Posted By Jennie Chancey on September 14, 2011
From the UK’s Daily Mail newspaper:
A generation of young women have been put off starting a family because it will damage their lifestyle, career and looks, a survey shows. One in three childless women quizzed now say they don’t ever want to become a mother while increasing numbers of thirty-somethings in stable relationships and with good jobs have different priorities.
Almost half would rather get on the property ladder than have a baby while 28 per cent would prefer a £100,000 salary, according to a poll of 2,000 women….
Childless women just aren’t willing to make the sacrifices they now see are necessary for motherhood with 44 per cent feeling sorry for working mums struggling to have it all, the survey said. A quarter think working mothers always look exhausted and one in five say it looks so difficult it makes them think twice about having children. Half of childless women over 30 look at stay-at-home mothers and think it will be difficult for them to get back on the career ladder and a fifth believe they’ve lost their identity.
Body issues are also a factor with three in ten worried about the effect pregnancy would have on their appearance.
Read the entire piece at THIS LINK (be warned, there is a big sidebar with lots of tabloid-style photos and article links). There are so many things this survey points to, but notice that the conclusion is for someone to provide “support systems” so young moms don’t feel it is such a struggle to keep a career and have a family at the same time. Interpretation: taxpayer funding should be used to provide “free” day care and paid leave for mothers so they can have the kids and keep the job (see Kay Hymowitz’s earlier article, which comments on this very issue). This means mothers who choose to forgo the second income and stay at home with their children end up footing the bill for those who do not want to make the same sacrifice.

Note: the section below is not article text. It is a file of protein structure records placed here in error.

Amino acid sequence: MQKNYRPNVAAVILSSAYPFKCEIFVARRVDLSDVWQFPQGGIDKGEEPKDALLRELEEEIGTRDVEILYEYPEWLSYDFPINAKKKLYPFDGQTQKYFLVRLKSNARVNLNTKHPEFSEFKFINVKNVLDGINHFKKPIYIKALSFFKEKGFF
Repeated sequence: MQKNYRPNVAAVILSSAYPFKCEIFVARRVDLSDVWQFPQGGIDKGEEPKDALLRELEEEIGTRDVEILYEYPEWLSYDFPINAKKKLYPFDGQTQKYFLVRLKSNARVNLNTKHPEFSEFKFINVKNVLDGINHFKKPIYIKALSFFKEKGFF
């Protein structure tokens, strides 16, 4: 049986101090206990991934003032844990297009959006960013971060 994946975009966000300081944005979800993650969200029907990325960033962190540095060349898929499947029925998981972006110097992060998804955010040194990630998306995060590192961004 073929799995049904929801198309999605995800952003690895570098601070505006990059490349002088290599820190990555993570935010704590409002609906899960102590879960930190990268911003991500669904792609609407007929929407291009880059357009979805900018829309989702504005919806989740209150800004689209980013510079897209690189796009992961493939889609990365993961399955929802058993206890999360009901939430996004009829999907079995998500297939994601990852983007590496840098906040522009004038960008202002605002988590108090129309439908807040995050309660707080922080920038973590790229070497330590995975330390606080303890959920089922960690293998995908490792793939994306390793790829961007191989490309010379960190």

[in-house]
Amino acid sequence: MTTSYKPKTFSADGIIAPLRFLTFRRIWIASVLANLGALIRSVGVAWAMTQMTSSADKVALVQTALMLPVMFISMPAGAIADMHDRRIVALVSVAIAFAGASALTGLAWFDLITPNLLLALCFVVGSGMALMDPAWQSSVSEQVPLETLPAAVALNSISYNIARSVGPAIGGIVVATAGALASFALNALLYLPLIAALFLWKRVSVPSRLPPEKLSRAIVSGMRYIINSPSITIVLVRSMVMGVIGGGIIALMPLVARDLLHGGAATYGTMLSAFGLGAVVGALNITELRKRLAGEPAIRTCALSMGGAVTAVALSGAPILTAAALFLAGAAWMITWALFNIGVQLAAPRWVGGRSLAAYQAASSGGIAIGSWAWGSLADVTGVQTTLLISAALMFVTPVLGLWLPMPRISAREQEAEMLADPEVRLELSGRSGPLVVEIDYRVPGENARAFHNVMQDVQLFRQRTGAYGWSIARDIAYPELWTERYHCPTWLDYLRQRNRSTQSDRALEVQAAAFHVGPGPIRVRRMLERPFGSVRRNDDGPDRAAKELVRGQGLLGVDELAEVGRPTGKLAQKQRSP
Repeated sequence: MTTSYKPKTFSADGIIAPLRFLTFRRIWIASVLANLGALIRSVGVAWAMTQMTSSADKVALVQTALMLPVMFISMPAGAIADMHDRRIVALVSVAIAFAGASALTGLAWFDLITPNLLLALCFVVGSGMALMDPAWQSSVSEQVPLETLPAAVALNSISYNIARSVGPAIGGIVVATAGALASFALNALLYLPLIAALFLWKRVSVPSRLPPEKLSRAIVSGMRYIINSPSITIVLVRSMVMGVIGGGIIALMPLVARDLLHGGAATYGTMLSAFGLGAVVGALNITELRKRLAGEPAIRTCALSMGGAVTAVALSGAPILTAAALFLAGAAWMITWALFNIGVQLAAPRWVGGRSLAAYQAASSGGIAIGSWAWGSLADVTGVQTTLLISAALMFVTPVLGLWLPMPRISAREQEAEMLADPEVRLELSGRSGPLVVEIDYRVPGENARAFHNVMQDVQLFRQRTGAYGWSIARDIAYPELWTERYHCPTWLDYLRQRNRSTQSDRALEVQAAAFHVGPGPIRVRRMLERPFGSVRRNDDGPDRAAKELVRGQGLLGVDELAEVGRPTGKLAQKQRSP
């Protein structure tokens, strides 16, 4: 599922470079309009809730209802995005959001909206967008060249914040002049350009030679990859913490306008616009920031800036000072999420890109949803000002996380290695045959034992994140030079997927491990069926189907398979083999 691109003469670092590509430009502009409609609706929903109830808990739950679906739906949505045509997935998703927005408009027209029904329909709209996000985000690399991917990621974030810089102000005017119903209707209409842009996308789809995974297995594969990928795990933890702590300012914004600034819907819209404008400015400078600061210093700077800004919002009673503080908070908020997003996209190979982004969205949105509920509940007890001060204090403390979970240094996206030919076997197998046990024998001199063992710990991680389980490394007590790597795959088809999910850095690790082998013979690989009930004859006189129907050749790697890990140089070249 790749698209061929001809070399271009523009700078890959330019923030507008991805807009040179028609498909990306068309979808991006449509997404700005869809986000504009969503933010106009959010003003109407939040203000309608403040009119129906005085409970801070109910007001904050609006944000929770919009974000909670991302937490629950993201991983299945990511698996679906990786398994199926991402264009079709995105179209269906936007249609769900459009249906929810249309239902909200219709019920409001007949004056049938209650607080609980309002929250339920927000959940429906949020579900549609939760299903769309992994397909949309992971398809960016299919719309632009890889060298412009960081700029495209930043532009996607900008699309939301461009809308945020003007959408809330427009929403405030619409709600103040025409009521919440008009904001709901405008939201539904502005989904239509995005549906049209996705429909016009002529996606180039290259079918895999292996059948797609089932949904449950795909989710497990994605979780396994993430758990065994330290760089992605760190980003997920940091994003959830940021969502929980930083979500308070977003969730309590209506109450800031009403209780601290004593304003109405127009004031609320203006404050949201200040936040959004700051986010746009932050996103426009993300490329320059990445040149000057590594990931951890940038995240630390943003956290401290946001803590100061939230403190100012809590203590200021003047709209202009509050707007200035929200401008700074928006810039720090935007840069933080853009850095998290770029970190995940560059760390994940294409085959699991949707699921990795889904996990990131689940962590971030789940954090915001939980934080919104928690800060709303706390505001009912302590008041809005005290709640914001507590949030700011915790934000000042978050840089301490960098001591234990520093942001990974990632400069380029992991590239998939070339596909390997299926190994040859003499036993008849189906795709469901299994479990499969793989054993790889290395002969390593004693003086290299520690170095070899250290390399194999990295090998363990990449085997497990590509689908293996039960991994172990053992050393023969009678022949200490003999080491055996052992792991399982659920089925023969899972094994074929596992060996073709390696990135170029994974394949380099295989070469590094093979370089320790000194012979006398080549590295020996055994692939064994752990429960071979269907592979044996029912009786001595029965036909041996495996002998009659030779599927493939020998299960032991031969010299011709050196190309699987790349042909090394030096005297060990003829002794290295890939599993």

It really is not possible to have both the full-time career and a meaningfully connected mothering relationship with our children. That more young women are choosing careers, houses, and bikini bodies over children is an incredibly sobering commentary on our times and reveals that we have put our trust in what we can have right now to make us happy — rather than being willing to make the long-term investment in the future that is bringing up children to be responsible adults. And, no, this doesn’t mean stay-at-home mothers do not “work.” It means that work is done in the context of the family and with the involvement of children… the household economy model we advocate here at LAF. Much to mull over….